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One-Month Tuberculosis Prophylaxis as Effective as Nine-Month Regimen for People Living with HIV
A one-month antibiotic regimen to prevent active tuberculosis (TB) disease was at least as safe and effective as the standard nine-month therapy for people living with HIV, according to the results of a large international clinical trial. Adults and adolescents in the trial were more likely to complete the short-course regimen—consisting of daily doses of the antibiotics rifapentine and isoniazid for four weeks—than the standard nine-month regimen of daily isoniazid.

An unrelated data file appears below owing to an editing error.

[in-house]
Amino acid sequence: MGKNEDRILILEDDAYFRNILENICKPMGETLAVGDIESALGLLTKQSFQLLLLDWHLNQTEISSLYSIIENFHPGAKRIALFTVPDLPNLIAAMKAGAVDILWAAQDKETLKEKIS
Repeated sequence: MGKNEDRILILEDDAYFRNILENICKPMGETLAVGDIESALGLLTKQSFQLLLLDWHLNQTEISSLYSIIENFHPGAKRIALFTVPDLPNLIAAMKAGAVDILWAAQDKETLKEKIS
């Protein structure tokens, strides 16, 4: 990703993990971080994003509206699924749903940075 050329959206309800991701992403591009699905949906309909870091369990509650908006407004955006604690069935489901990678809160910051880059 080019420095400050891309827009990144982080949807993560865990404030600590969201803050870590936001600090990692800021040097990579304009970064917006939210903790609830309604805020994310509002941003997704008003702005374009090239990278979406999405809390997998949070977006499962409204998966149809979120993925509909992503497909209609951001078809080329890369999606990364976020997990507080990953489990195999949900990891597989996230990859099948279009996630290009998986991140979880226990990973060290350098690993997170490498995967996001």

The Phase 3 clinical trial, called ACTG 5279, was sponsored by the National Institute of Allergy and Infectious Diseases (NIAID), part of the National Institutes of Health, and conducted by the NIAID-funded AIDS Clinical Trials Group (ACTG). Richard E. Chaisson, M.D., professor of medicine, epidemiology and international health at Johns Hopkins University and co-chair of the trial, presented the findings March 5 at the 2018 Conference on Retroviruses and Opportunistic Infections (CROI) in Boston. . .